The Greater White-fronted Goose is a common spring migrant in
South Dakota, and can also be found during the fall migration. They have
adapted well to a human presence and now rely heavily on waste grain and other
agricultural by-products on their wintering grounds.
on both wet coastal areas and drier inland areas on the Arctic tundra. In
migration and in winter, they are generally found in open habitats where they
have easy access to both agricultural fields for feeding and shallow waters for
roosting at night.
Diet: Primarily feeds on grasses, sedges, other plants,
berries, and buds in the summer. Relies heavily on seeds and waste grain
in the winter, as well as new growth. They will also occasionally feed on
snails and aquatic insects.
Behavior: Often forages on land, walking along and
eating food items on the ground. In the water, swims on the surface,
reaching its head and neck under the water for food items.
Breeding: Non-breeder in South Dakota
Song: High-pitched laughing honk
Migration: Summers on the Arctic tundra. Winters locally in California, Washington,
Oregon, New Mexico, and Arizona, as well as near the U.S. Gulf Coast and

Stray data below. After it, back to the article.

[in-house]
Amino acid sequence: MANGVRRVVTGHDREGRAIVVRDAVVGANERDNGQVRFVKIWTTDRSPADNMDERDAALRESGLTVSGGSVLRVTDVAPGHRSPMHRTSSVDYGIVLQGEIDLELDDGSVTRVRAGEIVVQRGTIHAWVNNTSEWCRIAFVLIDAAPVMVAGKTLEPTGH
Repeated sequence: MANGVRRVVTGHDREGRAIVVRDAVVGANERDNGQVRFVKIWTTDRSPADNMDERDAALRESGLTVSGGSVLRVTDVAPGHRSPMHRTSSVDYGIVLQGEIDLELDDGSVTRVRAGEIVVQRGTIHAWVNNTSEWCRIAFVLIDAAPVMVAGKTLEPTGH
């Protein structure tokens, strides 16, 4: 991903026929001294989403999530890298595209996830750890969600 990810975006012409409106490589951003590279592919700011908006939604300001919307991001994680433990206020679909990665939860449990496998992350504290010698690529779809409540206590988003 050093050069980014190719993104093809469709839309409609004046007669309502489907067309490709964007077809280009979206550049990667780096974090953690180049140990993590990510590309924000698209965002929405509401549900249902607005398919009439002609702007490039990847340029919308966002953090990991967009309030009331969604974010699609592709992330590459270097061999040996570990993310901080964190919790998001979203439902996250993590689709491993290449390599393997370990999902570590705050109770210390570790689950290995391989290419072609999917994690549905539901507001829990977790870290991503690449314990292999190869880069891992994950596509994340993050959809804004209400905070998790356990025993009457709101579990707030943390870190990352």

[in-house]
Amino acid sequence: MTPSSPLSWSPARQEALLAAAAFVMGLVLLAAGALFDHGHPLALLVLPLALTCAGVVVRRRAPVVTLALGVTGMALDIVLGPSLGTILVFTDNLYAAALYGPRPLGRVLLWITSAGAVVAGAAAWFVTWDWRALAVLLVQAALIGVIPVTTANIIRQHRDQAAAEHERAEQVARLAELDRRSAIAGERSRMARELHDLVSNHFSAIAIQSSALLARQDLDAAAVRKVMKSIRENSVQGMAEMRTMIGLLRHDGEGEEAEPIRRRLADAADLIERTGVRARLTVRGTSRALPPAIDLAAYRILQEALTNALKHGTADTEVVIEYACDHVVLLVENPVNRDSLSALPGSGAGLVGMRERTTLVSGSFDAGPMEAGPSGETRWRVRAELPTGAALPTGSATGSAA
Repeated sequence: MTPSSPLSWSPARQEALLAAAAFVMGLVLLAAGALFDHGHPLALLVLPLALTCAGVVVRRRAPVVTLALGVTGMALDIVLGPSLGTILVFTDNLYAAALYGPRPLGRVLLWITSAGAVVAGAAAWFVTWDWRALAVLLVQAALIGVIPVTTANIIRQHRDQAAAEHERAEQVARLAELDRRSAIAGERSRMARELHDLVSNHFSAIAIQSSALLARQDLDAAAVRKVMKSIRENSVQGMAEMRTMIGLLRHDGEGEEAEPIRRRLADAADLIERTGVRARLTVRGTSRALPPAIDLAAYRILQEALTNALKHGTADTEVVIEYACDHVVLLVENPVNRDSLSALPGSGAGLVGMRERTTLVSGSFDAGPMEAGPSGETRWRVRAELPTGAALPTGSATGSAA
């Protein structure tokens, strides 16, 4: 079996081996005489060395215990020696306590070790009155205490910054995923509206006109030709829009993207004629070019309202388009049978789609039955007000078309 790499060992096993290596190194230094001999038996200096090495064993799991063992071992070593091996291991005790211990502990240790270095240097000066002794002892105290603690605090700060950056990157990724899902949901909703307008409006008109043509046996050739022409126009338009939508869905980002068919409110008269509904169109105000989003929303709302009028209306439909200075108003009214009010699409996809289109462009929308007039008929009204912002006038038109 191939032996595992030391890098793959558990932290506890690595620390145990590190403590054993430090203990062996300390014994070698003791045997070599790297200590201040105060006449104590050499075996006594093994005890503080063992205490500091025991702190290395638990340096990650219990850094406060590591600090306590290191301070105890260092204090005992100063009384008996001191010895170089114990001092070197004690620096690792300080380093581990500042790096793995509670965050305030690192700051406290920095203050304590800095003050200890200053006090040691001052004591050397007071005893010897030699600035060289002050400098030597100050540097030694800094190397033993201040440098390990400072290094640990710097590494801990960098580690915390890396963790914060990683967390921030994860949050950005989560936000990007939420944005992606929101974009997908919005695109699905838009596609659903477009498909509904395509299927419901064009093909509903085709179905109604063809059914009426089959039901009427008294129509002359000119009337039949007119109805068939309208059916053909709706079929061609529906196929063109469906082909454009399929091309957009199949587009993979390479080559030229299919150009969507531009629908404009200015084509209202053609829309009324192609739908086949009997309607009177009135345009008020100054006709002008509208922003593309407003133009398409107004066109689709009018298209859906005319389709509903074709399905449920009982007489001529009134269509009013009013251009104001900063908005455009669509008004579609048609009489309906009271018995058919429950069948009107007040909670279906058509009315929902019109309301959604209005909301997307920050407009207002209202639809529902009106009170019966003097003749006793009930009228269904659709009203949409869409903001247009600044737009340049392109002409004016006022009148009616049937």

Mexico. They tend to follow established routes and use the same stopover
points each season. They are generally only found west of the Mississippi
Similar Species: Snow
Goose, in particular, the blue-phase of the Snow
Conservation Status: Generally stable, although
numbers can fluctuate. For unknown reasons, populations dropped
sharply in the 1970s, but rebounded in the 1980s. Populations still
Cornell University's "All About Birds - Greater White-fronted Goose
Greater White-fronted Goose
Whatbird.com: Greater White-fronted Goose
Photo Information: March 20th, 2005 -- Western Minnehaha County -- Terry Sohl
Additional Photos: Click on the image chips or
text links below for additional, higher-resolution Greater White-fronted